Shovel Ready in San Fran: $205,075 to ‘Translocate’ One Shrub from Path of Stimulus Project?
“In October 2009, an ecologist identified a plant growing in a concrete-bound median strip along Doyle Drive in the Presidio as Arctostaphylos franciscana,” the U.S. Department of Interior reported in the Aug. 10, 2010 edition of the Federal Register. “The plant’s location was directly in the footprint of a roadway improvement project designed to upgrade the seismic and structural integrity of the south access to the Golden Gate Bridge.
“The translocation of the Arctostaphylos franciscana plant to an active native plant management area of the Presidio was accomplished, apparently successfully and according to plan, on January 23, 2010,” the Interior Department reported.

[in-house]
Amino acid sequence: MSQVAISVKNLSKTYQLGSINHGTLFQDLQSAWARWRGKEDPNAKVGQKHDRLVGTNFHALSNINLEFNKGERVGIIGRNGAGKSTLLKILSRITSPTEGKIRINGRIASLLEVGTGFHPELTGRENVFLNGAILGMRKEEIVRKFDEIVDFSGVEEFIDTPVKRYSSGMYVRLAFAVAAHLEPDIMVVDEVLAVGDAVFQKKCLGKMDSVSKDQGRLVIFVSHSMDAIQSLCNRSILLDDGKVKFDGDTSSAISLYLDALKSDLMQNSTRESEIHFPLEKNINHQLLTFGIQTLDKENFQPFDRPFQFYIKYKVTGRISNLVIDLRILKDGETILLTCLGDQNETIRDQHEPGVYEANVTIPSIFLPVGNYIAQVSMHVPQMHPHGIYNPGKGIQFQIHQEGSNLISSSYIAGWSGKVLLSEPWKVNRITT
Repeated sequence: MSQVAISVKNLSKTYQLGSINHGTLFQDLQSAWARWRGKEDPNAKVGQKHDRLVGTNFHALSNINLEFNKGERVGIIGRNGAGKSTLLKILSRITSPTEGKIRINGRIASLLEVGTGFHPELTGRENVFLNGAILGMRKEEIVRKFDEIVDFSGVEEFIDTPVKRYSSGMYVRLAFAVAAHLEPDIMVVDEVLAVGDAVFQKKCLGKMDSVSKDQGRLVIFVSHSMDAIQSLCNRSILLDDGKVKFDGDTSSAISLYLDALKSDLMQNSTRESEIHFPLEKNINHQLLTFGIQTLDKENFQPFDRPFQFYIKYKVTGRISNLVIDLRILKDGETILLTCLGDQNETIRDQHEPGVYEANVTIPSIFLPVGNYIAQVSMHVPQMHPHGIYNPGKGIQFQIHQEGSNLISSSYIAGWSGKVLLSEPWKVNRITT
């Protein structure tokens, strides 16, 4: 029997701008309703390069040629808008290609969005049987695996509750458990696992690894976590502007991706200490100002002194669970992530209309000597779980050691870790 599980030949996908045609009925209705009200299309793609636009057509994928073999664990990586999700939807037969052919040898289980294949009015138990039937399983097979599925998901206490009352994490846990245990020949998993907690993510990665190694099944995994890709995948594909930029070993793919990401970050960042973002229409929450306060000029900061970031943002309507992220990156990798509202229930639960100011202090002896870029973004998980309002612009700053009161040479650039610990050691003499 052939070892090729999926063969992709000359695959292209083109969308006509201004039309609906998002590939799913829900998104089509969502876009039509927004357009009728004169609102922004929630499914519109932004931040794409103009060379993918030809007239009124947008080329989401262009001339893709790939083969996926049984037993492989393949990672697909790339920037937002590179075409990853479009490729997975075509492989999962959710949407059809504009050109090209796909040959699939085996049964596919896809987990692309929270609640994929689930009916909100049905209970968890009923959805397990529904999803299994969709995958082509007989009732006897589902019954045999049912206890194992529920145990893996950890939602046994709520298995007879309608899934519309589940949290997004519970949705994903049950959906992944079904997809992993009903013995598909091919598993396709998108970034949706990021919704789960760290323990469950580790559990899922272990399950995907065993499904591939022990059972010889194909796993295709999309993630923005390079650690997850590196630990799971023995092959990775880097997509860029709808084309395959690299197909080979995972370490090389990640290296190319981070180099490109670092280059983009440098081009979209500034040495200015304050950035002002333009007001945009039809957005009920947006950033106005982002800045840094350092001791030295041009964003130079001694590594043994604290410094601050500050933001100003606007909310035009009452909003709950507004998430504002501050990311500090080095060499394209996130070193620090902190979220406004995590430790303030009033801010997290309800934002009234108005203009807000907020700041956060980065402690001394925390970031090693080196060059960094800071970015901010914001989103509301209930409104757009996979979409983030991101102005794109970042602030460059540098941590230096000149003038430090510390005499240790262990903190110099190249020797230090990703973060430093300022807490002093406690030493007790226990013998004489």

The bush—a Franciscan manzanita—was a specimen of a commercially cultivated species of shrub that can be purchased from nurseries for as little as $15.98 per plant. The particular plant in question, however, was discovered in the midst of the City of San Francisco, in the median strip of a highway, and was deemed to be the last example of the species in the “wild.”
Prior to the discovery of this “wild” Franciscan manzanita, the plant had been considered extinct for as long as 62 years--extinct, that is, outside of people’s yards and botanical gardens.
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